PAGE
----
Manufacturing is going through a period of change as factory owners and operators look to take advantage of technological advances to improve their competitiveness. Changes in several areas have opened up new opportunities, and collectively they provide a new platform for manufacturers.
In the first stages, manufacturers can use their new connected systems to gain critical insights about their operations. These insights can be used to improve the way the business is run, with potential enhancements to every aspect of their businesses. There are significant opportunities for telecom companies to support manufacturers as they follow this process - by the provision of services on the factory shop floor, across campus settings and as products are bought and used by customers.
This vision of the future offers a potential opportunity for wireless telecom vendors and service providers to unseat providers of fixed telecom infrastructure, or to insert their products and services in place of self-provisioned enterprise networks built on fiber Ethernet cabling or expensive, proprietary private wireless networks.
Analysis of existing players in the manufacturing market shows that they have already made moves to position themselves strongly as the ideal suppliers of Industry 4.0 technologies and services. The most advanced of these already have portfolios covering the entire value chain, and can cite experience of building next-generation factories for themselves and for customers. Neither operators nor vendors would be well placed to try to take a lead role in this market, as they are coming from too far behind.
Where they have not already developed their own IoT platforms, operators have an opportunity to become branded resellers of third-party IoT platforms. This will enable them to better control the connectivity that accompanies the overall IoT package, including mobile, fixed and nomadic wireless services.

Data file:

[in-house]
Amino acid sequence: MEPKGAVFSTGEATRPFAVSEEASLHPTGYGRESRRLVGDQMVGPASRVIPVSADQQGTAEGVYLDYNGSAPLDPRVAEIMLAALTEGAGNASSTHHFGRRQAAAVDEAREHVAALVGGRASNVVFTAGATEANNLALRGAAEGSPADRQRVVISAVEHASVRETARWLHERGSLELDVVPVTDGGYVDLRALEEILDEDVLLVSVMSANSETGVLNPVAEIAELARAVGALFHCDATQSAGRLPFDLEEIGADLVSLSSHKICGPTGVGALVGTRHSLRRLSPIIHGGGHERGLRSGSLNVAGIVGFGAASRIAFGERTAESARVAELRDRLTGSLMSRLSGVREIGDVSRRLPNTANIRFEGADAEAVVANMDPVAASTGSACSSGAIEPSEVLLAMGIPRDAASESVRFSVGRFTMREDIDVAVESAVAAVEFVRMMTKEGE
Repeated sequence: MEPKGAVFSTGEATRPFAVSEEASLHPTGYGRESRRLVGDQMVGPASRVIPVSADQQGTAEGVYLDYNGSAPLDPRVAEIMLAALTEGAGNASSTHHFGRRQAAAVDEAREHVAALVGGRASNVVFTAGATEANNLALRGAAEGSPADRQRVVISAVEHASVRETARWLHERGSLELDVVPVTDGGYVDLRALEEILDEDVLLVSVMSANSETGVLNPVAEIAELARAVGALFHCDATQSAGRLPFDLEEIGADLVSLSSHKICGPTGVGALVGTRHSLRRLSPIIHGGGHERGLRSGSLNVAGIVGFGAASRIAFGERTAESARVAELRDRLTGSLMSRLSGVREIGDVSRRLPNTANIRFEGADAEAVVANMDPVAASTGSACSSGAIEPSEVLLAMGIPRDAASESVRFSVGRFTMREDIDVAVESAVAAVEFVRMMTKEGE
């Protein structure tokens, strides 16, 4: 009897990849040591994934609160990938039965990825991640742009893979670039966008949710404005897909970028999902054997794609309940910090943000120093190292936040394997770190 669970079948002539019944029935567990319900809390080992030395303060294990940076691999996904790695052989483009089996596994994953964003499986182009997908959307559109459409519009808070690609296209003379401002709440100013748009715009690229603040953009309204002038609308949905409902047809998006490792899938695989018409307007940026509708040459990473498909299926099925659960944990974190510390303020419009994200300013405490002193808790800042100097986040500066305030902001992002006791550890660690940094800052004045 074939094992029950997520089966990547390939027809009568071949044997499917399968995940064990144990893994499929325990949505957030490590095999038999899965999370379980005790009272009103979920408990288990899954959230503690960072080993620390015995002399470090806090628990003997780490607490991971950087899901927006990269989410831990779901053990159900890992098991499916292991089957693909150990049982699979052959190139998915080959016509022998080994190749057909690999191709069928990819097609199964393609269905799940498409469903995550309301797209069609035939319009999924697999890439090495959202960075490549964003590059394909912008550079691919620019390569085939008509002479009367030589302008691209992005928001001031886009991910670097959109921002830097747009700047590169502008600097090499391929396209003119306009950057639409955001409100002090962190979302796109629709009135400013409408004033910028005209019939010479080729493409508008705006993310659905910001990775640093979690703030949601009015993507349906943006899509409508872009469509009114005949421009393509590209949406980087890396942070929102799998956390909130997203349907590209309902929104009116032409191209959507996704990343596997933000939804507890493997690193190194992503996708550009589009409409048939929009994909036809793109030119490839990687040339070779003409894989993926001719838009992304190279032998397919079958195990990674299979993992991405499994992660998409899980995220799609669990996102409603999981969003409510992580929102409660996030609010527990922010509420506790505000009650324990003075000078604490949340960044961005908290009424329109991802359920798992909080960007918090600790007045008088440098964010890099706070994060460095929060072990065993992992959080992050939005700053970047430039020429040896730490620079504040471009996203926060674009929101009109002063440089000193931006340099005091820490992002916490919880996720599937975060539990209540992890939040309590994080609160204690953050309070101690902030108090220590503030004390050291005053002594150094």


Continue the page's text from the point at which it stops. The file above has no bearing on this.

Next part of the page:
There is a strong divergence of views between those keen to promote the idea of a wireless (as opposed to simply "connected"), or even mobile (as opposed to nomadic wireless), factory future, and others who simply don't see their customers ripping out and replacing their factory solutions.
Ways operators might attempt to break into the market include: targeting new factory builds (where using mobile might reduce the upfront networking cost) and targeting factory refurbishments (where the cables need to ripped out anyway). They might also try a completely different tack. Spectrum sub-licensing (where national regulations allow) may make sense here, giving operator revenues (where otherwise they might have none), vendors the opportunity to sell their kit and factories the capability to use licensed spectrum within the geographical confines of their properties but retain control of their infrastructure and (assuming the licensing model makes sense) retain control over costs.
Industry 4.0: Opportunities for Telecom in Manufacturing assesses the roles that telecom operators and their vendors might play in the manufacturing revolution. It looks at what Industry 4.0 is, how that fits with other visions of the industrial future - such as the Industrial Internet of Things (IIoT) - and what role connectivity will play in enabling manufacturers to revolutionize the ways in which they run their operations. The study discusses how value chains are evolving and where telecom companies might fit into those value chains. Further, it looks at which connectivity technologies might fit within a factory environment and considers the state of Industry 4.0 now. Finally, it profiles companies from various parts of the value chain to show how they are addressing the Industry 4.0 opportunity.
The market is evolving fast, with a blurring of the boundaries between the domains of the manufacturing automation specialists, such as ABB, Bosch and Siemens, and of the IT providers offering applications and systems integration services. Where once there were separate ecosystems of hardware and software suppliers, the development of cloud and IoT solutions is bringing them together into the same competitive arena. At the same time, communications providers (hardware providers or service providers) are being sucked into the value chain to enable interconnection of devices and sensors so that data can be aggregated and analyzed.
Table of Contents
1. EXECUTIVE SUMMARY
- 1.1 Key Findings
- 1.2 Companies Covered
2. INDUSTRY 4.0, INDUSTRIAL INTERNET & THE FACTORIES OF THE FUTURE
- 2.1 Platform Industries 4.0 vs, Industrial Internet
- 2.2 Technologies for Industry 4.0
- 2.3 Evolving Value Chains
3. CONNECTIVITY FOR THE NEW MANUFACTURING
- 3.1 Role of the Telecom Companies
- 3.2 Where Should Telecom Companies Hunt?
4. STATUS OF INDUTRY 4.0
5. VENDOR POSITIONING & PROFILES
- 5.1 ABB
- 5.2 Bosch
- 5.3 EnterpriseWeb
- 5.4 Ericsson
- 5.5 GE Digital
- 5.6 Huawei
- 5.7 Industrial Internet Consortium
- 5.8 Mitsubishi Electric
- 5.9 Nokia
- 5.10 Platform Industries 4.0
- 5.11 PTC
- 5.12 Siemens